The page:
I hope the computations don't obscure the intuition here. $C(n,d)/M(n,d)$ is a conditional probability. Imagine rolling $6$ dice and getting the most common total, $21$. The conditional probability that each number came up exactly once is small, but it wouldn't be terribly shocking for this to be the case. Suppose you roll $6000$ dice and get a total of $21000$. Now, what's the conditional probability that exactly $1000$ of the dice showed a $1$, ... and exactly $1000$ showed $6$? It would be much more of a surprise, and the conditional probability isn't bounded away from $0$ as the number of dice increases. That said, here are some computations:

For each fixed $n$, you can use the Central Limit Theorem and log-convexity to obtain the asymptotics of $M(n,d)$ (Brendan McKay pointed out that unimodality is not enough to get an upper bound on $M(n,d)$). The coefficients of $(\frac{1+x+...+x^n}{n+1})^d$ are approximately normal. The standard deviation is $\sigma = \sqrt{d (n^2+2n)/12}$, and $\frac{M(n,d)}{(n+1)^d} \approx \frac {1}{\sqrt{2 \pi}}\sigma^{-1}$ since the peak of the density of the standard normal distribution is $\frac{1}{\sqrt{2\pi}}$. So, for fixed $n$,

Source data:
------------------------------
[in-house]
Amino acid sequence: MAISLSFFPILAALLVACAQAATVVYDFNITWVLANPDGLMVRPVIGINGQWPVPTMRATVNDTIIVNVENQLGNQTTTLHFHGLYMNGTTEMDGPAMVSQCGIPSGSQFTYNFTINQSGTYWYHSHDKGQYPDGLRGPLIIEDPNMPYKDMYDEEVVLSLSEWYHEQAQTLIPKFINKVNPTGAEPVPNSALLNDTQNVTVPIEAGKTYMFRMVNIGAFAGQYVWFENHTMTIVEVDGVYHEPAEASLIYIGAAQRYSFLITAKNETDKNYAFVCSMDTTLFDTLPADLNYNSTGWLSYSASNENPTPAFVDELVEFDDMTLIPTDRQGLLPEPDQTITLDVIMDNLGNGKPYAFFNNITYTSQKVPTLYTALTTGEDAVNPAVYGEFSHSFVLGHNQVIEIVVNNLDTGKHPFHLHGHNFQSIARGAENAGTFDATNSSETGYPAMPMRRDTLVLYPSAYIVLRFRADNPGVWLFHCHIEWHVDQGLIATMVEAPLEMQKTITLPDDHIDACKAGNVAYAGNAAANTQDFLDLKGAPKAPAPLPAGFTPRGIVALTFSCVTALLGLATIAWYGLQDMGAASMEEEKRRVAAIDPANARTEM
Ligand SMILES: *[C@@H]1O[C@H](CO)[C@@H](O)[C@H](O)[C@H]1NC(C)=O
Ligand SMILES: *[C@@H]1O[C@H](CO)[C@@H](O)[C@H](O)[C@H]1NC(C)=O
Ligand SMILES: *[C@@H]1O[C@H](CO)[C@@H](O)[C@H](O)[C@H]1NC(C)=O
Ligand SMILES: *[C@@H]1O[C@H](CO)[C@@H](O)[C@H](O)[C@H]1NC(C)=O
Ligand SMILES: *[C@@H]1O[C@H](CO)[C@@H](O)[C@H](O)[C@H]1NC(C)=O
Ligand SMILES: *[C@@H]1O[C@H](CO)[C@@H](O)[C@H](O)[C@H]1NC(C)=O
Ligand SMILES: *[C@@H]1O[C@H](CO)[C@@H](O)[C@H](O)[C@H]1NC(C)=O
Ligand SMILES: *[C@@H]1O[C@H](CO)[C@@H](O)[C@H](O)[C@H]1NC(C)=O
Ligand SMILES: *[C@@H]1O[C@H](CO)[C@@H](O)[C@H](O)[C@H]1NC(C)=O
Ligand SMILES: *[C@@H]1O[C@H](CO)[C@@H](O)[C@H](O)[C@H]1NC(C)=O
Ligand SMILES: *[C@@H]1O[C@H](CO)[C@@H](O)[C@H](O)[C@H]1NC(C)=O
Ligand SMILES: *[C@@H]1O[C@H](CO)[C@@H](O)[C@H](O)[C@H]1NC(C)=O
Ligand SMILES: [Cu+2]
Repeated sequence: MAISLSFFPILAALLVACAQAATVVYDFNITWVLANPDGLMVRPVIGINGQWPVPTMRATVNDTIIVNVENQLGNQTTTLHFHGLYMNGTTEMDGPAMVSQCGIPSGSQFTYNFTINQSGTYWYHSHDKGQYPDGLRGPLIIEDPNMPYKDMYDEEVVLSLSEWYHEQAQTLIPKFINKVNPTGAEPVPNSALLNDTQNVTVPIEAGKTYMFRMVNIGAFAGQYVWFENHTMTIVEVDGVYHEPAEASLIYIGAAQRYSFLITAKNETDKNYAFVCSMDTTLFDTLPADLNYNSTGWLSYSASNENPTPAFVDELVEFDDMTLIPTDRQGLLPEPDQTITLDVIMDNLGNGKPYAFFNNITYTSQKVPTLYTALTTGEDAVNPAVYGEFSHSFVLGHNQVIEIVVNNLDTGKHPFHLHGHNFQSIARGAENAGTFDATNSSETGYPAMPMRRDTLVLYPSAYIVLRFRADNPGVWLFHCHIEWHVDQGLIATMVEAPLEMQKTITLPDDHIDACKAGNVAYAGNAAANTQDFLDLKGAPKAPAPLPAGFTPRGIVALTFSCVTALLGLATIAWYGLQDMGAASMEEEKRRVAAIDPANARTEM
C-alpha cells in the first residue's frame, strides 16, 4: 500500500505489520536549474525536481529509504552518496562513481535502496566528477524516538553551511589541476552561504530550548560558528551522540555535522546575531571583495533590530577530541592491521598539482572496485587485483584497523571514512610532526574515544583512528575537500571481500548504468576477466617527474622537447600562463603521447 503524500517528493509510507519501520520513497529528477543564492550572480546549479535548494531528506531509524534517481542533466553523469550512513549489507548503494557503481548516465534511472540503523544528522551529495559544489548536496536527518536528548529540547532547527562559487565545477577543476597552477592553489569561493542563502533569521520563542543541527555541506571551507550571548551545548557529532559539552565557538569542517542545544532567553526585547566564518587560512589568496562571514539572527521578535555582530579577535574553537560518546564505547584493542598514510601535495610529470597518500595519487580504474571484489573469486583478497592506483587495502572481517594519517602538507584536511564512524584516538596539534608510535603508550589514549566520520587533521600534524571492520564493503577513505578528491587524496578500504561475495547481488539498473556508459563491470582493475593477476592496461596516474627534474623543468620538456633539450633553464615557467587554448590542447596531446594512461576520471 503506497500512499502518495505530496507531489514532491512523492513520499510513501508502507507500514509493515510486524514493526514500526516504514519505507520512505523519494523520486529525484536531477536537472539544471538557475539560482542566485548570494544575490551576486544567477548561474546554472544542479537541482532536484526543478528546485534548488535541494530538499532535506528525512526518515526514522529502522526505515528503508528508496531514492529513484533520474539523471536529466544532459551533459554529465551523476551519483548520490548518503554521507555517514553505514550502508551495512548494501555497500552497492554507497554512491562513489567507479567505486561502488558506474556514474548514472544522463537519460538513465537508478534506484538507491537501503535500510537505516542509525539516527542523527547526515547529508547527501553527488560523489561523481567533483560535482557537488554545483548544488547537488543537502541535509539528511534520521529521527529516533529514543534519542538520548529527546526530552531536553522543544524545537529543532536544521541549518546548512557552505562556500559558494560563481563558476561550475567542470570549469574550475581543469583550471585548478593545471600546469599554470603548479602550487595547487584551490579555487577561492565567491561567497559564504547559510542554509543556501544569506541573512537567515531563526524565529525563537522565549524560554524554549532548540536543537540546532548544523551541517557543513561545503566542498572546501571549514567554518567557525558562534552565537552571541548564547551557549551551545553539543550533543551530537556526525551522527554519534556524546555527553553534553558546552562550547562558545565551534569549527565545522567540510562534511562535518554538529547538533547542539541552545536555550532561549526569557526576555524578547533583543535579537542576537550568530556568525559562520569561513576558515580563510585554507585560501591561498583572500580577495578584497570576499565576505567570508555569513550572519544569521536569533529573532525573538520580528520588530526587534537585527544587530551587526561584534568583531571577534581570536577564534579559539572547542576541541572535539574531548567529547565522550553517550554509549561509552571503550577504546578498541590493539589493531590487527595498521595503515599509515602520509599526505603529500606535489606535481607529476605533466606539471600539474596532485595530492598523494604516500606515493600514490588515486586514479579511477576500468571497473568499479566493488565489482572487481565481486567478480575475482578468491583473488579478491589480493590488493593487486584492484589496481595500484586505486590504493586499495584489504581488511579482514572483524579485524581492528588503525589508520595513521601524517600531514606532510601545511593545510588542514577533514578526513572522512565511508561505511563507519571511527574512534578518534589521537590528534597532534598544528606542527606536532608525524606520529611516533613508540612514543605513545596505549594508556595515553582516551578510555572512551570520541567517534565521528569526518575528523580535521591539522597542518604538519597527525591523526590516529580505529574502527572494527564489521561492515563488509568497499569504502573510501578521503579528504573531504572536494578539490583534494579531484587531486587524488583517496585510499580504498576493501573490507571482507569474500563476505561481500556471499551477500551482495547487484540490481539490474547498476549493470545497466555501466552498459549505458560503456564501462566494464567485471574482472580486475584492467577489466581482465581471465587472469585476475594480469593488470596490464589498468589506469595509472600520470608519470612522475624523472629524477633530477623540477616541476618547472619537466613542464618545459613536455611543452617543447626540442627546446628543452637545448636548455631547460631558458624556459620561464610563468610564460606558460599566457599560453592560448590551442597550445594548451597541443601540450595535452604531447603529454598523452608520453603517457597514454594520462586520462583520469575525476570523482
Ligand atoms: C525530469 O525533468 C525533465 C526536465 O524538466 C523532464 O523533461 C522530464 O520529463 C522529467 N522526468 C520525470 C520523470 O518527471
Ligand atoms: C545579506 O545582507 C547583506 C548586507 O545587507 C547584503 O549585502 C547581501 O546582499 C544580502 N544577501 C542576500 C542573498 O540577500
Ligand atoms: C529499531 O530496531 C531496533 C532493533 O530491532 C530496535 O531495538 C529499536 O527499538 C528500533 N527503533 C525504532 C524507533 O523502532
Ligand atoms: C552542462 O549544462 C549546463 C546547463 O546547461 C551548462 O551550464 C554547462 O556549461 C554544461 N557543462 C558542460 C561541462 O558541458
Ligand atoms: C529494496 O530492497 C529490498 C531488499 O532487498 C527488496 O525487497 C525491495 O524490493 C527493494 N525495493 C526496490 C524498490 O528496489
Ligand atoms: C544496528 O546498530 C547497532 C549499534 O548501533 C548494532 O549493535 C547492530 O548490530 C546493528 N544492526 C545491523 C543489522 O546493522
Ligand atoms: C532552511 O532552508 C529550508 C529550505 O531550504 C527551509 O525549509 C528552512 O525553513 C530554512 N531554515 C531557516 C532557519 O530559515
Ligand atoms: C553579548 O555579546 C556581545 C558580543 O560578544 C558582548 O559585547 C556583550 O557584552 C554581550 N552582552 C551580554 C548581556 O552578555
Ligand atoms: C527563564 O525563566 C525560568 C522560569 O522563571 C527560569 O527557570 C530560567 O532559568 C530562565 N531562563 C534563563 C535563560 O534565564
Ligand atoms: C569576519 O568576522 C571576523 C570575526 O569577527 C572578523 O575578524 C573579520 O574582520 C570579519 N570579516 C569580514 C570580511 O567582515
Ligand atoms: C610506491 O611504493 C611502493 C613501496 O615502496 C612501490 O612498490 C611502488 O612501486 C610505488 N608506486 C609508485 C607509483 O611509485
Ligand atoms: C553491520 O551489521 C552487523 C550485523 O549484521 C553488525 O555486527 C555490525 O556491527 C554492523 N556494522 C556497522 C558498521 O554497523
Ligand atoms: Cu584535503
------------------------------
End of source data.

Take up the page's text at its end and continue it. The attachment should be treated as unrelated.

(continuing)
$$M(n,d) \approx (n+1)^d \sqrt{\frac{6}{\pi d(n^2+2n)}}.$$

Another application of the Central Limit Theorem would also approximate $C(n,d)$ but Stirling's formula is simpler. All powers of $e$ and most powers of $d$ cancel.

$${d \choose \frac {d}{n+1},\frac{d}{n+1},...\frac{d}{n+1}} = \frac{d!}{{\frac {d}{n+1}}!^{n+1}}$$

$$\approx \sqrt{2\pi d} \bigg/ \bigg[\bigg(\frac{1}{n+1}\bigg)^d \sqrt{2 \pi \frac{d}{n+1}}^{n+1}\bigg]$$

$$\approx (n+1)^{d+(n+1)/2} (2\pi d)^{-n/2} $$.

When $d$ is large but not divisible by $n+1$ the most even integral division is not much different.

The quotient $M(n,d)/C(n,d)$ is proportional to some function of $n$ times $d^{(n-1)/2},$ so there is no upper bound for the quotient only depending on $n$, and you can't bound the conditional probability $C(n,d)/M(n,d)$ away from $0$ regardless of $d$.